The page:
RSI (Repetitive Strain Injury) describes the symptoms that occur from the overuse of muscles and tendons. Occupational Overuse Syndrome (OOS) is another term used for the same condition.
Another well-known term is Tennis Elbow when the injury is caused by overuse of the arm, forearm, and hand muscles, resulting in elbow pain. Although initially associated with tennis players it can be caused by repetitive movements associated with employment duties. Tennis elbow specifically involves the area where the muscles and tendons of the forearm attach to the outside bony area (the lateral epicondyle) of the elbow. Your doctor may call this condition lateral epicondylitis.
What Causes RSI?
What is the cause of your pain/injury? In essence, repetitive movements. The repeated use of the same body movements causes inflammation and damage to the soft tissues (muscles, nerves, tendons etc.)
RSI has been prevalent in the workplace since the industrial revolution and use of scientific management studies in the workplace. Scientific Management focuses on increasing efficiency in the workplace, often through experiments in methods of work and production, especially time-and- motion studies. This often results in the simplification of employment duties to a small number of repetitive tasks performed over and over by the one employee. This can result in employees who perform the same tasks each day over and over developing pain or RSI.
What Employment Duties Can Cause RSI?
Many factors can contribute to the development of RSI including:-
- Working with equipment that doesn’t fit your body
- Working too fast
- Not having enough recovery breaks
- Holding your muscles in the same position for a long time
- Lack of training in the safest way to carry out a task
- Lack of variety in the type of work you do
- Working in cold conditions
Due to the nature of the work some industries are more prone to their workers suffering RSI then others. The most common industries for RSI injuries include the auto and auto parts industries, mining, smelting, hospitality, trucking and driving, retail, wholesale, health care, packaging, building, clerical, cleaning, computing, and entertainment (musicians in particular). And of course spending hours in front of a computer, increases the risk of developing RSI.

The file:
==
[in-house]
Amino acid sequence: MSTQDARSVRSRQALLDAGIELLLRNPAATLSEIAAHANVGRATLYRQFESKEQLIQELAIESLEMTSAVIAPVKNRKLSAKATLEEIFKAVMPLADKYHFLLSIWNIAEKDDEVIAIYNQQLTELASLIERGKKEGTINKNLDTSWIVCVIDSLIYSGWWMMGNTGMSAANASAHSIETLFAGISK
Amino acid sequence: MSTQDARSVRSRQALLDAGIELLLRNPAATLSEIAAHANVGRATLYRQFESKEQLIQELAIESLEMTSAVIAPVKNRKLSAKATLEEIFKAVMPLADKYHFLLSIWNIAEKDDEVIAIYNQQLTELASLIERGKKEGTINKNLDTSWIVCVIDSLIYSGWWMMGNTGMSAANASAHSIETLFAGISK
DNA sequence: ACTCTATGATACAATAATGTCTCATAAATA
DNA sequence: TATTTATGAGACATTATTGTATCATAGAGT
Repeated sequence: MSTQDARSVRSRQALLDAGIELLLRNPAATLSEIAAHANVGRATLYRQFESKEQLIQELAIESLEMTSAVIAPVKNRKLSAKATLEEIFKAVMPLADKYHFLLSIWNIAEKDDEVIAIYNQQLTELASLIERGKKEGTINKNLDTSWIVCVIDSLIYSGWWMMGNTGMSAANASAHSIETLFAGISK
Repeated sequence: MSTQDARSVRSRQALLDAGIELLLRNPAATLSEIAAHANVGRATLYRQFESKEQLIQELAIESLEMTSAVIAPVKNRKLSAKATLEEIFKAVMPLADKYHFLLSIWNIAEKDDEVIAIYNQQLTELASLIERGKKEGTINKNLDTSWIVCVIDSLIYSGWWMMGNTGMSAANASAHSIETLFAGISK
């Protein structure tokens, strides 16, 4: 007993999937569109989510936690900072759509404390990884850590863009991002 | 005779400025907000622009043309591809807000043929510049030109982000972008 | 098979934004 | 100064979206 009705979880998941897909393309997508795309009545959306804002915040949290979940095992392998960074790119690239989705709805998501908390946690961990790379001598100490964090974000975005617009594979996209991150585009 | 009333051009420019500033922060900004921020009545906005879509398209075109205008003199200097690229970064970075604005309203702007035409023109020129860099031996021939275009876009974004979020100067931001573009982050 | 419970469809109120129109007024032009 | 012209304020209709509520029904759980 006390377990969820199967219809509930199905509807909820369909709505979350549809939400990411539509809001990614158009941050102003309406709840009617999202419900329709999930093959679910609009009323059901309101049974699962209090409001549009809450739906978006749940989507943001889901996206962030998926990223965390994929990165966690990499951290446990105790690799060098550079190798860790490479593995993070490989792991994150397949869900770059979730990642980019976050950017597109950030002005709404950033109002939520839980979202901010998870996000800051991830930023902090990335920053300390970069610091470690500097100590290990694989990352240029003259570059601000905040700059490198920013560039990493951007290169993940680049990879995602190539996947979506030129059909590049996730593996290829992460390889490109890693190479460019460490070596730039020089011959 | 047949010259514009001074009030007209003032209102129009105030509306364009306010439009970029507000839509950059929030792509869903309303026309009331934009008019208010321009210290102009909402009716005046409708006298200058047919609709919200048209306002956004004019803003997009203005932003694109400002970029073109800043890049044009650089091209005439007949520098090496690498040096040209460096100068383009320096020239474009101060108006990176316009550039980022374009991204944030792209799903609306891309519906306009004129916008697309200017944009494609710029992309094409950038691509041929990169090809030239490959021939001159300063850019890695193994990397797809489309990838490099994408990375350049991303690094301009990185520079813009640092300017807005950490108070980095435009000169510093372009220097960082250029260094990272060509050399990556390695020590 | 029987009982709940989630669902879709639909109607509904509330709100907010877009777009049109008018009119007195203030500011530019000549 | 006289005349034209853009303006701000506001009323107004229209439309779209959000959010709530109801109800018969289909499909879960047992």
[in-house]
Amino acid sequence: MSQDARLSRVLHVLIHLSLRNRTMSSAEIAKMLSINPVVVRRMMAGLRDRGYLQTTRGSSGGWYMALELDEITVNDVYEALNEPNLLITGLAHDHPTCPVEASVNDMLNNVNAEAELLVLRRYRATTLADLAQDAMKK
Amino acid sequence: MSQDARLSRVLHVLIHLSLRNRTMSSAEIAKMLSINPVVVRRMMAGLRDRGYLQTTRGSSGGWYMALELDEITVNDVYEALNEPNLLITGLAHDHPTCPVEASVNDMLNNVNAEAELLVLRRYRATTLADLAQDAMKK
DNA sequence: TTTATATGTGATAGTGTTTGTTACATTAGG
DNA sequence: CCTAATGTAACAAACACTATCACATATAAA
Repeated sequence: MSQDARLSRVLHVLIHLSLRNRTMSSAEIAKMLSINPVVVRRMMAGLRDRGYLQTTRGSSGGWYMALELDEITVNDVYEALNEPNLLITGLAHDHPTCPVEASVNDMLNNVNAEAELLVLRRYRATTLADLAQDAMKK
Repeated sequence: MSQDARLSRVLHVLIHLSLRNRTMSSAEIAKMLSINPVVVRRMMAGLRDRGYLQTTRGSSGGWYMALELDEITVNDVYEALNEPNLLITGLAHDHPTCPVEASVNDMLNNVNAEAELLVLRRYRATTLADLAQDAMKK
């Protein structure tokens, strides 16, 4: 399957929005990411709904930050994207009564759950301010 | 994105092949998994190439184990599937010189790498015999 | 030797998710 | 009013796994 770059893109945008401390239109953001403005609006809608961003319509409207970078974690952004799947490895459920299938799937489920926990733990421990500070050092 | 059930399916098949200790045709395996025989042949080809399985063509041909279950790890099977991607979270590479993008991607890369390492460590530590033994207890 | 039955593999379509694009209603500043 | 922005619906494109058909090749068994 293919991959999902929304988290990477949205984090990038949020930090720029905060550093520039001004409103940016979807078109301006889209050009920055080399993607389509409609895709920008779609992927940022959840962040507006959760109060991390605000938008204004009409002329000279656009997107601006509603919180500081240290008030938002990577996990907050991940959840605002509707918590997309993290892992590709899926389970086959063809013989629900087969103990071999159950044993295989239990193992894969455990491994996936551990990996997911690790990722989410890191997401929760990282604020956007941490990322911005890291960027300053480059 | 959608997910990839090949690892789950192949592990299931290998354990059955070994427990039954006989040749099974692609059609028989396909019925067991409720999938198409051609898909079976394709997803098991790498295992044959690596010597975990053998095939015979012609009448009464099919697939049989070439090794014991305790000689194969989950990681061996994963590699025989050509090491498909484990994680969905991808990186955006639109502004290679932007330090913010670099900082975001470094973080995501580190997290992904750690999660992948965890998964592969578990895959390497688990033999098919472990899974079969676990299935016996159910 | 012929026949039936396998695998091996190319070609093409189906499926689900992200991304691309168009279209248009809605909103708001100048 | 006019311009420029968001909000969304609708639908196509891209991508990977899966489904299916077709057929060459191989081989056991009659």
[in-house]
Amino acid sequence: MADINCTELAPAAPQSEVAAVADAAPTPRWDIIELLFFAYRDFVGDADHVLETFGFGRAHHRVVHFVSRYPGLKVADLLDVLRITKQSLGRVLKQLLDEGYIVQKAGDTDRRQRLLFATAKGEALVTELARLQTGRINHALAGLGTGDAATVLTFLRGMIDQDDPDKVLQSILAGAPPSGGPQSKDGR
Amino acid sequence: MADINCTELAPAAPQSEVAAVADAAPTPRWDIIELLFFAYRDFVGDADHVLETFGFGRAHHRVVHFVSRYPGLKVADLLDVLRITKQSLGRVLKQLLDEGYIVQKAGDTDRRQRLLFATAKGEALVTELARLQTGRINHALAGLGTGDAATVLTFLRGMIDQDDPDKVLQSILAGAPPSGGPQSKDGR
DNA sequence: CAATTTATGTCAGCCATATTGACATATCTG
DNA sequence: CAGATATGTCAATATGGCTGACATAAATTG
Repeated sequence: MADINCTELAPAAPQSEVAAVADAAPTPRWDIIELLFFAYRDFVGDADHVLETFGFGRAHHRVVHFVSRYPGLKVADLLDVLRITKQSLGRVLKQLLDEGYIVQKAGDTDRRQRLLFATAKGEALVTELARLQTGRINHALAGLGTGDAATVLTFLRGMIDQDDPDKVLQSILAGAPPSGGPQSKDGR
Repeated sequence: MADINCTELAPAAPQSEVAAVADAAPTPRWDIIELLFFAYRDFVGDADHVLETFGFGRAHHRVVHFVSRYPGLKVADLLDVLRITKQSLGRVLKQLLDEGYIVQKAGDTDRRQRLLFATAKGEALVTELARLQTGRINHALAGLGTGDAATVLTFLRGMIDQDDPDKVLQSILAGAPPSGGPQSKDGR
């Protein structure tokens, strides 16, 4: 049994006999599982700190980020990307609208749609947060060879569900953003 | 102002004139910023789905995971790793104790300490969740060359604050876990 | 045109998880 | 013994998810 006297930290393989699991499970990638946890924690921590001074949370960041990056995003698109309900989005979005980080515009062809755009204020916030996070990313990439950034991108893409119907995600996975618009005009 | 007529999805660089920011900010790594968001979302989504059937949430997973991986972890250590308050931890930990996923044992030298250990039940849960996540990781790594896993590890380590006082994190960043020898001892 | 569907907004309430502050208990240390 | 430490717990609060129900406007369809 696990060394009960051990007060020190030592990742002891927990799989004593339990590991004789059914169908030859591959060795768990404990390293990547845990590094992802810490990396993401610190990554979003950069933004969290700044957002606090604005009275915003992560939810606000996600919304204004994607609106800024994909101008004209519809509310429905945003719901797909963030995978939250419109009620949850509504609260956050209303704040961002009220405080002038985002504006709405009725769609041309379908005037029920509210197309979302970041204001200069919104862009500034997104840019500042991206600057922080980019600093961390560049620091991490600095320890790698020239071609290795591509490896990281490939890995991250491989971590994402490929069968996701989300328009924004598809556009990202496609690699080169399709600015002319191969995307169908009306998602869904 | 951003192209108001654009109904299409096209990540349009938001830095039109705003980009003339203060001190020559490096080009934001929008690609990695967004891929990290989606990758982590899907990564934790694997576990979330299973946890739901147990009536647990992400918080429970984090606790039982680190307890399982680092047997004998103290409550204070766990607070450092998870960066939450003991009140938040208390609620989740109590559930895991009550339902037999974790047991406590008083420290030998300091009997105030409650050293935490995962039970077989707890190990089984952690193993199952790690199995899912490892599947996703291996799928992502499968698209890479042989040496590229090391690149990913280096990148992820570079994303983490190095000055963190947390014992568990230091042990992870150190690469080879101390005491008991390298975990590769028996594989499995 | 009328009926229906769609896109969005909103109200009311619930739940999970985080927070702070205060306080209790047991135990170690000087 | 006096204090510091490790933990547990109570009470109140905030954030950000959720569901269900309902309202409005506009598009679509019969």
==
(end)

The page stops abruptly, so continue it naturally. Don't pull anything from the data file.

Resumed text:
How Do I Know if I Have RSI?
Workers are most prone to injury to their backs, shoulders, elbows, wrists, knees and feet.
Symptoms of RSI include any of the following:
- Burning, aching or shooting pain.
- Tremors, clumsiness and numbness.
- Fatigue or lack of strength.
- Weakness in the hands or forearms, making it difficult to perform tasks.
- Difficulty with normal activities like opening doors, chopping vegetables, turning on a tap.
- Chronically cold hands, particularly the fingertips.
You may think at first these signs relate to you being tired or fatigued. You may have some soreness, tingling or discomfort in the neck, arms, wrists, fingers or shoulders. Take note if you experience these symptoms whilst you are performing your employment duties. Notably your symptoms may disappear when you stop the activity. It may take only a few hours for the symptoms to settle, or it may take as long as a couple of days. Unfortunately, over time a minor RSI can turn into a chronic injury. Extra stress in your work, or taking fewer breaks can make your symptoms much more severe and long term.
What If I think My Work Duties Are Causing My RSI?
You can approach your employer about rotating your duties and ensuring your work station is correctly set up. Ensure you have appropriate breaks and pace your work appropriately. If you work at a computer try to stretch and stand regularly.
You should also seek medical treatment from your medical practitioner. Often the best treatment is rest. As with any workplace injury you are entitled to lodge a WorkCover Claim Form. You should also consider obtaining legal advice to assist you with completing your WorkCover claim form.
Is My Employer Responsible for my Injury?
Due to the risk of injury to employees, employers have an obligation to reduce the risk of injury through good workplace practices and systems of work. In addition statutory duties are imposed on each and every employer as outlined in the Occupational Health and Safety Regulations 2007.
How is an RSI injury treated by WorkCover?
As with all workplace injuries you are entitled to a number of benefits under the WorkCover scheme once you establish your injury is related to your employment. You are entitled to medical treatment and other like benefits if reasonable and necessary. If you need time off work due to your injury you should receive weekly benefits.
Depending on the extent of your injury you may also be entitled to a lump sum benefit. However, RSI injuries can be complex. As lump sum entitlements are dependent on the extent of your injury you would be best served by discussing your claim with a solicitor, as soon as possible to obtain the best outcome possible.